Trivia – The Concorde flight from New York JFK to London Heathrow is called “Speedbird Concorde 192” in the story, but the real flight number was actually BA1, British Airways signature flight.
    Also, when asked by a fan at the 2017 San Diego Comic Con What story of yours would you like to see a new Doctor redo? Peter Davison replied “I’d like to see them do Time-Flight again, but do it with some money in the budget.” (start time 33:40)

  8. Neil | @neilandrozani

    Oh hey guys! Reached the end of the 5th Doctor’s debut season already. Absolutely splendid! The show is great as always.

    Time-Flight (228 words):

    The Adric aftermath is ticked off very swiftly and it’s on with the show at Heathrow. The airport scenes are really fun and after a mysterious and entertaining part 1, I’m sure the viewers back in 1982 thought they were in for a belter! They thought wrong.

    Trying to create a prehistoric landscape in a studio when they had clearly run out of money was very brave, but it just looks awful. They make a big deal out of how cold it is but then later on the pilots have taken off their jackets and rolled their shirt sleeves up! Part 3 in particular is almost coma inducing.

    Anthony Ainley once again goes for it in this story as the Master (of disguise!). Back in Castrovalva he did a wonderful job as the elderly Portreeve. Here he plays Kalid and it’s completely bonkers! It makes zero sense but the costume and make-up are brilliant.

    On the plus side Davison has settled well into the role and I do like some of the scenes with the 3 (very camp) Concorde pilots. Also, I’m a fan of Professor Hayter – so fuck all the Hayter haters! I adore this season as my previous minis have proved so it’s a shame it ends on a low point. But at least we got Adric back for a few sweet seconds. Bring on season 20!

    Rating – 2.1

    Neil James

  9. Andy Parkinson | @caffreys71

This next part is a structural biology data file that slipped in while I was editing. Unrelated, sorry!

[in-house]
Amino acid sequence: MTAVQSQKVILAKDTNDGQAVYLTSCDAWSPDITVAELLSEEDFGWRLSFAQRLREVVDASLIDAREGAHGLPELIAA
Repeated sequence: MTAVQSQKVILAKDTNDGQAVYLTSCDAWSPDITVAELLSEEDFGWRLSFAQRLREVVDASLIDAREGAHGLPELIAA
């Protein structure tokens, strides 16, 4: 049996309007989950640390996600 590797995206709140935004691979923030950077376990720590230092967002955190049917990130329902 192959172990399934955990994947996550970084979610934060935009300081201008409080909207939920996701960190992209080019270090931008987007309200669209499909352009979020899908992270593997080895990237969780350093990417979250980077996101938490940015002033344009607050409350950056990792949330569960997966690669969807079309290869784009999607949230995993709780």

OMG So I love this serial right up to the end……………of the opening credits.
    OK so I’m being a little harsh, the first half of episode 1 is good. Concorde disappears as the TARDIS materialises at Heathrow. A mystery to solve! After that the story plummets out of control not helped by some horrible prehistoric sets, woeful monsters and The Master in another pointless (and a bit racist?) disguise.
    I try not to criticise Classic Who special effects, but DW script-editors have many a time thrown out scripts due being too hard to realise, so why pick this story when you have a budget of £3.42 and a bag of crisps?

    There are so many beefs I could open a steak restaurant

    • The opening scene in the TARDIS –

    Tegan and Nyssa “oh we’re really sad about Adric we’ll miss him”
    Doc “Let’s go to Disneyland”
    Tegan and Nyssa “Yay fuck that Adric guy anyway”

    • How do the Concordes land on a prehistoric landscape? I know the pilots are hallucinating but the planes aren’t! Aircraft need a smooth area to land.
    • How do the passengers and crew get in and out of the plane without steps? Again, I know they are hallucinating but you can’t hallucinate away gravity!
    • When the plasmatrons attack Doc, Nyssa etc is that…er…fairy liquid? What the bubbly fuck is that about?
    • Captain Stapley can fly the TARDIS now?

    I do have a couple of likes

    • The scenes of Concorde – it really was an amazing aircraft
    • I like the characters of Captain Stapley and Professor Bumbletron AKA Prof Hayter (aptly named as he seemed to hate everyone and everything!)
    • The good/evil sides of Anithon which reflects the struggle between Doc/The Master

    Warriors Gate for example tried but failed to do something different, but I admire its ambition. This story however was never going to be able to achieve what it wanted and it just looks rubbish. Peter Davison does his best, but with a poor script and little else to help it tailspins into oblivion.